Regards  —  Cliff

  Being partially of Welsh extraction, I was pleased to see this expression attributed to a Welsh sportswriter from back in 1842.

New Recycling Bins

I got an EMail from Gunther about new green recycling bins being available for taking care of newspapers.  Since mine is turning silver from the hundred-mile-an-hour tape holding it together, I got a new bin.

I drove down to the DPW office at 1365 Merrimack Street and walked in the front door.  A nice lady by the name of Diane gave me a new bin and I was on my way.  Thanks, Diane.

For those wondering, this operation is just beyond Marginal Street and just before Merrimack Street and Pawtucket Street merge.

Other locations include City Hall and the Board of Health.

Do I care that they were stamped out in Canada?  Maybe a little bit, but Canada has been our partner through thick and thin for a while now and they are part of NAFTA.  But, that is a question for another day.  Today I am pleased with the way Lowell City Government supports the Citizens.

Regards  —  Cliff

Sunday, November 8, 2009

Muslims are US Citizens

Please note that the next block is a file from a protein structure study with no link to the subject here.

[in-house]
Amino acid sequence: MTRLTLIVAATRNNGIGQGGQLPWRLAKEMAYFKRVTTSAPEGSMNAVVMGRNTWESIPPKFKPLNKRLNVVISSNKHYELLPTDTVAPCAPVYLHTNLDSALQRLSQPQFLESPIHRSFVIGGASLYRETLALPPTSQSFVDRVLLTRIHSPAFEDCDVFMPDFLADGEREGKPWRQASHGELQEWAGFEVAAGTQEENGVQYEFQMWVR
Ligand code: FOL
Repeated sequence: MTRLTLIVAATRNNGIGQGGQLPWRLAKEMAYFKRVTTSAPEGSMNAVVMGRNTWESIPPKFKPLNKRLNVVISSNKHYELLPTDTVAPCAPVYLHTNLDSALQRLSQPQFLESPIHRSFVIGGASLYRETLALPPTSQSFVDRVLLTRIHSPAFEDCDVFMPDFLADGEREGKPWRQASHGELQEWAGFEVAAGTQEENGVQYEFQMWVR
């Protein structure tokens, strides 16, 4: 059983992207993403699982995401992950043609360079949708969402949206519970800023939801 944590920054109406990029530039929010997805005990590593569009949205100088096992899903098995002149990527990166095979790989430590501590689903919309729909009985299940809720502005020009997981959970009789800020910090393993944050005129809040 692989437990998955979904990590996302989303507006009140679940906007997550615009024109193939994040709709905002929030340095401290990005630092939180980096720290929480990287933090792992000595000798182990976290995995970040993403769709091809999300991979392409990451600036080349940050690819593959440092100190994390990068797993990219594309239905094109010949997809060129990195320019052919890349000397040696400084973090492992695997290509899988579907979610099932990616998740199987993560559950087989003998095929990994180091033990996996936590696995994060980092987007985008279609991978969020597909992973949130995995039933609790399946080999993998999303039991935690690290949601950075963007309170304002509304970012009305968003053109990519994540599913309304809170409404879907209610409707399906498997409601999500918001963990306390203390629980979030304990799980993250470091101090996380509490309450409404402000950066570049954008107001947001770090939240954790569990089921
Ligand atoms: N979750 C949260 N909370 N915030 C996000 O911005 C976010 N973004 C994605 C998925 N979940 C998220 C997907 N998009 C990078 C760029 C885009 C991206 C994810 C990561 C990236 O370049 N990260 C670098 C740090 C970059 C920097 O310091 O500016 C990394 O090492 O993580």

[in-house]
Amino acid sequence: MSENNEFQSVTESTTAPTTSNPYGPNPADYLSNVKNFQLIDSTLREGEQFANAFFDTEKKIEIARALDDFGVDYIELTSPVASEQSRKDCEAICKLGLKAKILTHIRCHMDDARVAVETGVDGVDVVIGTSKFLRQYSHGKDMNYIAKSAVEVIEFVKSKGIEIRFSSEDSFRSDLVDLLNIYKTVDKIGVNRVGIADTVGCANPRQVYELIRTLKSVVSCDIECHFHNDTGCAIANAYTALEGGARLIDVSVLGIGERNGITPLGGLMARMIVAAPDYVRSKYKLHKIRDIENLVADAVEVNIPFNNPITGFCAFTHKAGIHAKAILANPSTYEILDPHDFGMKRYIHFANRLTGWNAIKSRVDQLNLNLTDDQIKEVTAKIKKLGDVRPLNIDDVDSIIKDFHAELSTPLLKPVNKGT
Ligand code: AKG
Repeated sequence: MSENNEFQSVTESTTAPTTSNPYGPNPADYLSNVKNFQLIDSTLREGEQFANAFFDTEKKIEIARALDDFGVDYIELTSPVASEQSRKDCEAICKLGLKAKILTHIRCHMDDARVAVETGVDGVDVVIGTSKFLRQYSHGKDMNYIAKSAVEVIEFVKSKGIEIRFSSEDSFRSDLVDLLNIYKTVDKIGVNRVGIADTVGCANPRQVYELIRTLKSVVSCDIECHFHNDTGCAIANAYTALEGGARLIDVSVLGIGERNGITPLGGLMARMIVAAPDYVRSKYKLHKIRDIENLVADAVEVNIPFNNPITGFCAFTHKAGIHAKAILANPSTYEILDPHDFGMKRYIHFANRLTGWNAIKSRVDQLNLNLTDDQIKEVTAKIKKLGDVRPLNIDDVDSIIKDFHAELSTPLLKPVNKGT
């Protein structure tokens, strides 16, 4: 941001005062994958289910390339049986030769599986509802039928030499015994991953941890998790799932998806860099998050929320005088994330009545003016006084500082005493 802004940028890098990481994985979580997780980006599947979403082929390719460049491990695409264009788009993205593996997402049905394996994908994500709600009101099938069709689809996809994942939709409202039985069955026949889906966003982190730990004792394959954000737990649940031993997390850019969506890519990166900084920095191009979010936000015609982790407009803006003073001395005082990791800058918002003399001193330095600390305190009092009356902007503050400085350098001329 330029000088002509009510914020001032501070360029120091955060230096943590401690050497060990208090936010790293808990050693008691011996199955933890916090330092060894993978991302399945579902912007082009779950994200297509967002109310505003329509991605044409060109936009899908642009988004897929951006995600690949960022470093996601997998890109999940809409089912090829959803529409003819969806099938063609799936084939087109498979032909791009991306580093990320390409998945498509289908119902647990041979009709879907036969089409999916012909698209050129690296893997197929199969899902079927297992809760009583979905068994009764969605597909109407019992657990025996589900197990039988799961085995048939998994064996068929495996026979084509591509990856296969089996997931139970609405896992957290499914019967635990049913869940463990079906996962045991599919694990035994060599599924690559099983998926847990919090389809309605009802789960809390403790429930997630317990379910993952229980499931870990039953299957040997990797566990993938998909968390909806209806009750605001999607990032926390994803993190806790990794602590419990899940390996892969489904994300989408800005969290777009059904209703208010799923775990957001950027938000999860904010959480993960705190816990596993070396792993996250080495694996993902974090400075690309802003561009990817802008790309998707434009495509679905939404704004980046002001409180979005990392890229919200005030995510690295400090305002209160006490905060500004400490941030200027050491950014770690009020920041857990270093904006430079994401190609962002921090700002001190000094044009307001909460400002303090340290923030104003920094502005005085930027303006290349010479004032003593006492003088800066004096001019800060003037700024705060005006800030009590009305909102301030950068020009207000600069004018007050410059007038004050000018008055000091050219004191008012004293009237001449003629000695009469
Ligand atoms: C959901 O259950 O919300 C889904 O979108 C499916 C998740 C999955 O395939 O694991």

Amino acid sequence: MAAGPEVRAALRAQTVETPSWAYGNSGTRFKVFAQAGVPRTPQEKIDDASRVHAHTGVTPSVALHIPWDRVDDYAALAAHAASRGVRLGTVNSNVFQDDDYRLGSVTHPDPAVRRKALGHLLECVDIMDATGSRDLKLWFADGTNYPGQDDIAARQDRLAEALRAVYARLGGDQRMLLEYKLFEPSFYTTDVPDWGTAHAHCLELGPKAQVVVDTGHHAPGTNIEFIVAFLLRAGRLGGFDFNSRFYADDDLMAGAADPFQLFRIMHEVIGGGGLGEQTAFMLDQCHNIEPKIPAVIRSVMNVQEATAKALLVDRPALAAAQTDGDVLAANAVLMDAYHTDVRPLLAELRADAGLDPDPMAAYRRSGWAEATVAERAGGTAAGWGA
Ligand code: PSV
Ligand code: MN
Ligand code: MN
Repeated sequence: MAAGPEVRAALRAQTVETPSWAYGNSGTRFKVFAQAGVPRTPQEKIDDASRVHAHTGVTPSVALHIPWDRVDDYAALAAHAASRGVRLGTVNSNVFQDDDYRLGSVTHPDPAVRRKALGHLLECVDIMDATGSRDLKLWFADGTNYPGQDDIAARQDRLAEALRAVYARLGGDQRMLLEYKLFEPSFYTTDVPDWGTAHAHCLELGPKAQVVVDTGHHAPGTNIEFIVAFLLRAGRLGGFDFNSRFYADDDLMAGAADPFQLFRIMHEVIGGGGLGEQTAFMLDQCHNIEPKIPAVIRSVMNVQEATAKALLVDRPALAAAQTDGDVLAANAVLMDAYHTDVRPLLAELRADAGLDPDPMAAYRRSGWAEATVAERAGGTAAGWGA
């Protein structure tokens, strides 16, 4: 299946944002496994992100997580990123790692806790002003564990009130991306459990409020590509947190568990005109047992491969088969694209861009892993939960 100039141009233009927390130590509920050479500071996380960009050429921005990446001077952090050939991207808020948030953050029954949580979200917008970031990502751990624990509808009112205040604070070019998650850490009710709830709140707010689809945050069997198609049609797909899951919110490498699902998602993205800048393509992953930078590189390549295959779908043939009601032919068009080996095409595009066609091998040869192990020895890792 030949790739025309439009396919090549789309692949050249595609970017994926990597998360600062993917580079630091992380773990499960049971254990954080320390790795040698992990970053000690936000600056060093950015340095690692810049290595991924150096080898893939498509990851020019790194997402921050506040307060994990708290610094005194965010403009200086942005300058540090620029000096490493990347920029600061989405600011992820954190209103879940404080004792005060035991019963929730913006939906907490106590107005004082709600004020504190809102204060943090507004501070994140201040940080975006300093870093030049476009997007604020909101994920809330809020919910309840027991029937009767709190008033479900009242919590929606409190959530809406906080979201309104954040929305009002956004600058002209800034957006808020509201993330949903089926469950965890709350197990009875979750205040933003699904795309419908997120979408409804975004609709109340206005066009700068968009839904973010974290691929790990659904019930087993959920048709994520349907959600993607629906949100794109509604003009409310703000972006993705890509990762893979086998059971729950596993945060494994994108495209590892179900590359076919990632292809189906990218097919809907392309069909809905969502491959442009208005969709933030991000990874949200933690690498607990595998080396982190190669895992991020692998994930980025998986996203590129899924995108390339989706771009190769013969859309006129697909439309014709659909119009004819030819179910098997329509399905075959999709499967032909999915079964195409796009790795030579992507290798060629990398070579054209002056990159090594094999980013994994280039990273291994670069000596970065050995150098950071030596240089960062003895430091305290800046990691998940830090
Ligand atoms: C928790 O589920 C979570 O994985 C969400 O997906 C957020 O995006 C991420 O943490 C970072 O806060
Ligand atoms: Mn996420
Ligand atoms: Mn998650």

F. Scott Fitzgerald is said to have remarked “the true test of a first-rate mind is the ability to hold two contradictory ideas at the same time”.  That is what is required of us in the wake of the shooting at Fort Hood, Texas.

We need to keep in mind that Muslims who are US citizens are just that, US citizens, and are loyal to the United States.  Your Muslim neighbor is just as interested in keeping the US free of terrorist attacks as you are.  He or she is, like you, a believer in truth, justice and the American Way.

On the other hand, we realize that out there around the world are people who see Communism, Fascism and Democracy as contrary to their religious belief.  Chief amongst those people is Osama bin Laden.  However, we suspicion there are some amongst us who think that way.

Further complicating the picture are those who think that United States (or the West) is waging a war against Islam.  Major Hasan would appear to at least belong to this group.